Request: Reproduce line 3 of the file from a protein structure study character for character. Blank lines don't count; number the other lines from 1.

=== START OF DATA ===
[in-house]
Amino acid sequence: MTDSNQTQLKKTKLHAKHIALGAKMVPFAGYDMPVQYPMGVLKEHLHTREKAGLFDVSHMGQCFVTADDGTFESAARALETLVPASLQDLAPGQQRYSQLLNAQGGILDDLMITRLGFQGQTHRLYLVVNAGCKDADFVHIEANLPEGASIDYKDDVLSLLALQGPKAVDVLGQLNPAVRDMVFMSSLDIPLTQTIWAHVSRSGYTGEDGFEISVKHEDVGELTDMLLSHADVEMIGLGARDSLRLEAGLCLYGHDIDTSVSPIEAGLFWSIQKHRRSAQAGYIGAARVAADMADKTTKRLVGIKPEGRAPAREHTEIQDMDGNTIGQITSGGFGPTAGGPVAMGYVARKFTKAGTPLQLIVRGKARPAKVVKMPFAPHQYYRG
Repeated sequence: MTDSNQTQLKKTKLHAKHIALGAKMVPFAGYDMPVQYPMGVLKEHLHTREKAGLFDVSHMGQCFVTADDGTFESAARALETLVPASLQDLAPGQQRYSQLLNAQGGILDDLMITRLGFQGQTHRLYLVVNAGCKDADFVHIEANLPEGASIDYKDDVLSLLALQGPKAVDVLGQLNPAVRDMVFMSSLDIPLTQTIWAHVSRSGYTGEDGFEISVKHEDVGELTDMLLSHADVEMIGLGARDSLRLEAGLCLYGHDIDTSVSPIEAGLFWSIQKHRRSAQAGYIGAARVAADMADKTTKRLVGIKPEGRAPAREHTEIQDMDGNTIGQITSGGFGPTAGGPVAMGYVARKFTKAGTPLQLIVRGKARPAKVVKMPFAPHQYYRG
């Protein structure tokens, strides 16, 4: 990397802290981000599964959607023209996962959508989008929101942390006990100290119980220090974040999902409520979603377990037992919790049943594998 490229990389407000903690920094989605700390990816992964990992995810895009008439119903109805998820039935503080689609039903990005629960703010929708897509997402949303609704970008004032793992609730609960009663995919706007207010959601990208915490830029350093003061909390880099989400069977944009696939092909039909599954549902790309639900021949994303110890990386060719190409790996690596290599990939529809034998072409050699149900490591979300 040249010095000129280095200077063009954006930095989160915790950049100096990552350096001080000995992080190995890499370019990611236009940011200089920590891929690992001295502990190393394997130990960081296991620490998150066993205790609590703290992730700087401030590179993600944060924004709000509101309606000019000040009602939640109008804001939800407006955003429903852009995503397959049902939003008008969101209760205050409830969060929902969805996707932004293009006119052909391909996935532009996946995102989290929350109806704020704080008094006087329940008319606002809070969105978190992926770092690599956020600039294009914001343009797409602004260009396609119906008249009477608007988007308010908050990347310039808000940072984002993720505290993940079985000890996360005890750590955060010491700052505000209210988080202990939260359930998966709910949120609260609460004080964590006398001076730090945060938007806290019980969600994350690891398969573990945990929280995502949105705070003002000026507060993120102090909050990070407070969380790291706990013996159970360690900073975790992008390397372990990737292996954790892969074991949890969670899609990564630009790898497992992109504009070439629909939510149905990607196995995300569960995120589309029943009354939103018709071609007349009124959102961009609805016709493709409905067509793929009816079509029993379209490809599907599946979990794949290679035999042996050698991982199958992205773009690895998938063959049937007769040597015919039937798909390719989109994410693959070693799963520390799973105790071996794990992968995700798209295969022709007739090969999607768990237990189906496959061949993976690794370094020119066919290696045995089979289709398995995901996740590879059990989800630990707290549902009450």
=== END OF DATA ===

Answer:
Repeated sequence: MTDSNQTQLKKTKLHAKHIALGAKMVPFAGYDMPVQYPMGVLKEHLHTREKAGLFDVSHMGQCFVTADDGTFESAARALETLVPASLQDLAPGQQRYSQLLNAQGGILDDLMITRLGFQGQTHRLYLVVNAGCKDADFVHIEANLPEGASIDYKDDVLSLLALQGPKAVDVLGQLNPAVRDMVFMSSLDIPLTQTIWAHVSRSGYTGEDGFEISVKHEDVGELTDMLLSHADVEMIGLGARDSLRLEAGLCLYGHDIDTSVSPIEAGLFWSIQKHRRSAQAGYIGAARVAADMADKTTKRLVGIKPEGRAPAREHTEIQDMDGNTIGQITSGGFGPTAGGPVAMGYVARKFTKAGTPLQLIVRGKARPAKVVKMPFAPHQYYRG